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      Venous Thoracic Outlet Syndrome Simulating Subclavian Stenosis in a Hemodialysis Patient

      American Journal of Nephrology

      S. Karger AG

      Hemodialysis, Subclavian stenosis

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          Abstract

          Hemodialysis-associated subclavian venous stenosis should be suspected when upper extremity edema occurs after a graft or fistula has been placed there. Alternatively, venous thoracic outlet syndrome could also produce venous congestion, simulating subclavian stenosis. The latter diagnosis was unsuspected until central subclavian vein obstruction on venography became complete, with the arm passively hyperabducted. The patient’s symptoms resolved after surgical decompression. Causes of thoracic outlet obstruction are reviewed.

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          Author and article information

          Journal
          AJN
          Am J Nephrol
          10.1159/issn.0250-8095
          American Journal of Nephrology
          S. Karger AG
          0250-8095
          1421-9670
          1998
          December 1998
          09 December 1998
          : 18
          : 6
          : 562-564
          Affiliations
          Beth Israel Deaconess Hospital, Boston, Mass., USA
          Article
          13409 Am J Nephrol 1998;18:562–564
          10.1159/000013409
          9845838
          © 1998 S. Karger AG, Basel

          Copyright: All rights reserved. No part of this publication may be translated into other languages, reproduced or utilized in any form or by any means, electronic or mechanical, including photocopying, recording, microcopying, or by any information storage and retrieval system, without permission in writing from the publisher. Drug Dosage: The authors and the publisher have exerted every effort to ensure that drug selection and dosage set forth in this text are in accord with current recommendations and practice at the time of publication. However, in view of ongoing research, changes in government regulations, and the constant flow of information relating to drug therapy and drug reactions, the reader is urged to check the package insert for each drug for any changes in indications and dosage and for added warnings and precautions. This is particularly important when the recommended agent is a new and/or infrequently employed drug. Disclaimer: The statements, opinions and data contained in this publication are solely those of the individual authors and contributors and not of the publishers and the editor(s). The appearance of advertisements or/and product references in the publication is not a warranty, endorsement, or approval of the products or services advertised or of their effectiveness, quality or safety. The publisher and the editor(s) disclaim responsibility for any injury to persons or property resulting from any ideas, methods, instructions or products referred to in the content or advertisements.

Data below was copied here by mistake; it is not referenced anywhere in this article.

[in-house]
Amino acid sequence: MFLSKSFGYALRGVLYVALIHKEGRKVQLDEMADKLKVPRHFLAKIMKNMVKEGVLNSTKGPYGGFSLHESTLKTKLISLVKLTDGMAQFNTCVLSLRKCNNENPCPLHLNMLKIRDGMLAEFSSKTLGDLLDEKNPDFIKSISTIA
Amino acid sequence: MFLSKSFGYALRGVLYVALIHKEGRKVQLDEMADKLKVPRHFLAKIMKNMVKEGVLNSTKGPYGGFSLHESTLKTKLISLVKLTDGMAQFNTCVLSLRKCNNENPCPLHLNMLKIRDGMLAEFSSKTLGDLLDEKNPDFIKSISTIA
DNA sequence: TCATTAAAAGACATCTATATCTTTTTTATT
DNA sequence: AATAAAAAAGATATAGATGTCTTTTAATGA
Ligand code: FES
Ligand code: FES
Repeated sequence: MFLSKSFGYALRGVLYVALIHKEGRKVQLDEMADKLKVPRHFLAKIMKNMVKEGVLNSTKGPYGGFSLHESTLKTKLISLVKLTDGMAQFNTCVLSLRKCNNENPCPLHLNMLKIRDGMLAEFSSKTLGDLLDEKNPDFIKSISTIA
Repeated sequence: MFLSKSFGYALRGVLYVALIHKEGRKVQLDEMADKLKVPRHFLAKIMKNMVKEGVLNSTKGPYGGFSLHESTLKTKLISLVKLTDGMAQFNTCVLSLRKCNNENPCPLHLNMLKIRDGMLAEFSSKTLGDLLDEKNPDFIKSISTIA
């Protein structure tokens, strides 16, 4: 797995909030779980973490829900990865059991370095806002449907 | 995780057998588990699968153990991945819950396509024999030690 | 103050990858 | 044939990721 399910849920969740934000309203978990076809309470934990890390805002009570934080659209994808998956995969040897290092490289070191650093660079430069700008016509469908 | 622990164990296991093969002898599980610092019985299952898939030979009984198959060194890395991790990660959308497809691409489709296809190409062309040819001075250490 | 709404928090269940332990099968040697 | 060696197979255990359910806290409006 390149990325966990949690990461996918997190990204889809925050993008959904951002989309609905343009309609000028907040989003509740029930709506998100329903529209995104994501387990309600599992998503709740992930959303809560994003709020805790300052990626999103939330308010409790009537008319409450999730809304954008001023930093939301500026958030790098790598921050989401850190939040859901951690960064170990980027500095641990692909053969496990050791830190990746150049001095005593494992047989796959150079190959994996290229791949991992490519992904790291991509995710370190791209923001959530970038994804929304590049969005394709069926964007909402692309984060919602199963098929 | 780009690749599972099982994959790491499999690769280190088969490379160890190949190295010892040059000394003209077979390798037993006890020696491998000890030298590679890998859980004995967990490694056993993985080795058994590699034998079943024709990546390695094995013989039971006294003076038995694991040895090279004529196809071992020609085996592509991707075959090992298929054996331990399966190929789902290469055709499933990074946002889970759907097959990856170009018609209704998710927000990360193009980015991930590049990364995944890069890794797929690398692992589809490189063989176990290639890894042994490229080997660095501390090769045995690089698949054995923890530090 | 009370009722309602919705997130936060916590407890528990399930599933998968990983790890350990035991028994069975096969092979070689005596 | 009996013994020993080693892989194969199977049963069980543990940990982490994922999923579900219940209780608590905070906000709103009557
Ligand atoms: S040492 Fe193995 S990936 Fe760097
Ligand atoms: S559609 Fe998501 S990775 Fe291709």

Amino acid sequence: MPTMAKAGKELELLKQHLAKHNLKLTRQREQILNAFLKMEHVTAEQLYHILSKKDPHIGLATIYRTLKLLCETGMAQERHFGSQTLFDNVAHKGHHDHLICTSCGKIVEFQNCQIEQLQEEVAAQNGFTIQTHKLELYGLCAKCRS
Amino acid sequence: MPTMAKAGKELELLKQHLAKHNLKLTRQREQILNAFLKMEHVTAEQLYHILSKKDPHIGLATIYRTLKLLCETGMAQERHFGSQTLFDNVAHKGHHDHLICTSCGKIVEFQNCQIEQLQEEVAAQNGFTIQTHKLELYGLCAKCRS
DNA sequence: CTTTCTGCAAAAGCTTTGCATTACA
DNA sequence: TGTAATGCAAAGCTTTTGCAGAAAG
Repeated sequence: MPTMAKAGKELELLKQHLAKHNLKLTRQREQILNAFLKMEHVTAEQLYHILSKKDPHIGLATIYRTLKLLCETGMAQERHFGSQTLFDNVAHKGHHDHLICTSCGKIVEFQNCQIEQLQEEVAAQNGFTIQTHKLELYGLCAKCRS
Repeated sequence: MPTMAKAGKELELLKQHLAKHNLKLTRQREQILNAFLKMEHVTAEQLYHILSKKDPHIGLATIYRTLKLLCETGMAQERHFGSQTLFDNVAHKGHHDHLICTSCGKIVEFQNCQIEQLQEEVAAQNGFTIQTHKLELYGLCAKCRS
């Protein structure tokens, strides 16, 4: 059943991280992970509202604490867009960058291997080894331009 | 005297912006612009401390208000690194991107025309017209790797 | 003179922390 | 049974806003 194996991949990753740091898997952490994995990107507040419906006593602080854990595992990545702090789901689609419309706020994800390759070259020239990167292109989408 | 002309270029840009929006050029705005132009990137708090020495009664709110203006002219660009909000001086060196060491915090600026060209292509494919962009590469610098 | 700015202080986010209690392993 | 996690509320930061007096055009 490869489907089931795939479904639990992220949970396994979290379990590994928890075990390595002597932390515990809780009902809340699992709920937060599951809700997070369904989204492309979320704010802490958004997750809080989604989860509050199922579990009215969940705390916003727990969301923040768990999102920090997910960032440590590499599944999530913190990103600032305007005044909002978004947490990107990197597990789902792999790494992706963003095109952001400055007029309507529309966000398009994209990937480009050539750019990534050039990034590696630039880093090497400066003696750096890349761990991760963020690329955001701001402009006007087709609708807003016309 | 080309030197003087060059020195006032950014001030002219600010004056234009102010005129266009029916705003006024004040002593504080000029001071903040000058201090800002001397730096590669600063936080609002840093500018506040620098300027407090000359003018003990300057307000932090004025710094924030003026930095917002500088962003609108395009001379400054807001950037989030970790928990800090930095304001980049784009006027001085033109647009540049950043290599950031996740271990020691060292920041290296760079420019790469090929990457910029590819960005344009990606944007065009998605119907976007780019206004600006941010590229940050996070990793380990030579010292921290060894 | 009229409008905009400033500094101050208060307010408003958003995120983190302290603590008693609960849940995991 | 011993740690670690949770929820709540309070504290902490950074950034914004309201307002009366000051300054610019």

Page count
          Figures: 1, References: 18, Pages: 3
          Product
          Self URI (application/pdf): https://www.karger.com/Article/Pdf/13409
          Categories
          Case Report

          Cardiovascular Medicine, Nephrology

          Hemodialysis, Subclavian stenosis

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